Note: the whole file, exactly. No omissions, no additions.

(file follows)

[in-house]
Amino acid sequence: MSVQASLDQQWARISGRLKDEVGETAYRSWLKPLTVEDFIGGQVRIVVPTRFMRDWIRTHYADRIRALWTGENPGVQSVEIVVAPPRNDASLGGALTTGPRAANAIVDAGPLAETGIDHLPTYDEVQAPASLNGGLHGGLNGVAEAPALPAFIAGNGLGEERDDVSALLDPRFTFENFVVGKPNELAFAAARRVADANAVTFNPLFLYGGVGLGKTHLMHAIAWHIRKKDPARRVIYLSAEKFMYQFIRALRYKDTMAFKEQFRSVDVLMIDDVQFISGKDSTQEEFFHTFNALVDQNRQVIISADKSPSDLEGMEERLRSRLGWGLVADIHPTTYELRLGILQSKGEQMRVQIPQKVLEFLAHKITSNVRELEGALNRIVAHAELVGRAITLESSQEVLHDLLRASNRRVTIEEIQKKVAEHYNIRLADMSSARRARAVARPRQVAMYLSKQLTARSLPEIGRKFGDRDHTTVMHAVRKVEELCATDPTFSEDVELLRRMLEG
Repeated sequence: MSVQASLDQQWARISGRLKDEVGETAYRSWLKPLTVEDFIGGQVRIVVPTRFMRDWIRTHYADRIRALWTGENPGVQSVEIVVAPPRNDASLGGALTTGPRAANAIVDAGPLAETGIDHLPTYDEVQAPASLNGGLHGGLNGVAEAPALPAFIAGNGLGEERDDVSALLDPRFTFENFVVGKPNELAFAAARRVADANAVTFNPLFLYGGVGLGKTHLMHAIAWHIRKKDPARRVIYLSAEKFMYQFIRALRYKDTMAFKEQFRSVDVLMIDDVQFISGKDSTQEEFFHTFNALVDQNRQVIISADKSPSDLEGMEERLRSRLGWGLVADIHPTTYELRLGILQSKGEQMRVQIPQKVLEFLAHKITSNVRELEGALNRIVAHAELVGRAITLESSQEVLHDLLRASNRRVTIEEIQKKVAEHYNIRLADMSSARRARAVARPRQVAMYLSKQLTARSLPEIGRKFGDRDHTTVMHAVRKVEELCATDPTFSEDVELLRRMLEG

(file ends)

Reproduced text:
[in-house]
Amino acid sequence: MSVQASLDQQWARISGRLKDEVGETAYRSWLKPLTVEDFIGGQVRIVVPTRFMRDWIRTHYADRIRALWTGENPGVQSVEIVVAPPRNDASLGGALTTGPRAANAIVDAGPLAETGIDHLPTYDEVQAPASLNGGLHGGLNGVAEAPALPAFIAGNGLGEERDDVSALLDPRFTFENFVVGKPNELAFAAARRVADANAVTFNPLFLYGGVGLGKTHLMHAIAWHIRKKDPARRVIYLSAEKFMYQFIRALRYKDTMAFKEQFRSVDVLMIDDVQFISGKDSTQEEFFHTFNALVDQNRQVIISADKSPSDLEGMEERLRSRLGWGLVADIHPTTYELRLGILQSKGEQMRVQIPQKVLEFLAHKITSNVRELEGALNRIVAHAELVGRAITLESSQEVLHDLLRASNRRVTIEEIQKKVAEHYNIRLADMSSARRARAVARPRQVAMYLSKQLTARSLPEIGRKFGDRDHTTVMHAVRKVEELCATDPTFSEDVELLRRMLEG
Repeated sequence: MSVQASLDQQWARISGRLKDEVGETAYRSWLKPLTVEDFIGGQVRIVVPTRFMRDWIRTHYADRIRALWTGENPGVQSVEIVVAPPRNDASLGGALTTGPRAANAIVDAGPLAETGIDHLPTYDEVQAPASLNGGLHGGLNGVAEAPALPAFIAGNGLGEERDDVSALLDPRFTFENFVVGKPNELAFAAARRVADANAVTFNPLFLYGGVGLGKTHLMHAIAWHIRKKDPARRVIYLSAEKFMYQFIRALRYKDTMAFKEQFRSVDVLMIDDVQFISGKDSTQEEFFHTFNALVDQNRQVIISADKSPSDLEGMEERLRSRLGWGLVADIHPTTYELRLGILQSKGEQMRVQIPQKVLEFLAHKITSNVRELEGALNRIVAHAELVGRAITLESSQEVLHDLLRASNRRVTIEEIQKKVAEHYNIRLADMSSARRARAVARPRQVAMYLSKQLTARSLPEIGRKFGDRDHTTVMHAVRKVEELCATDPTFSEDVELLRRMLEG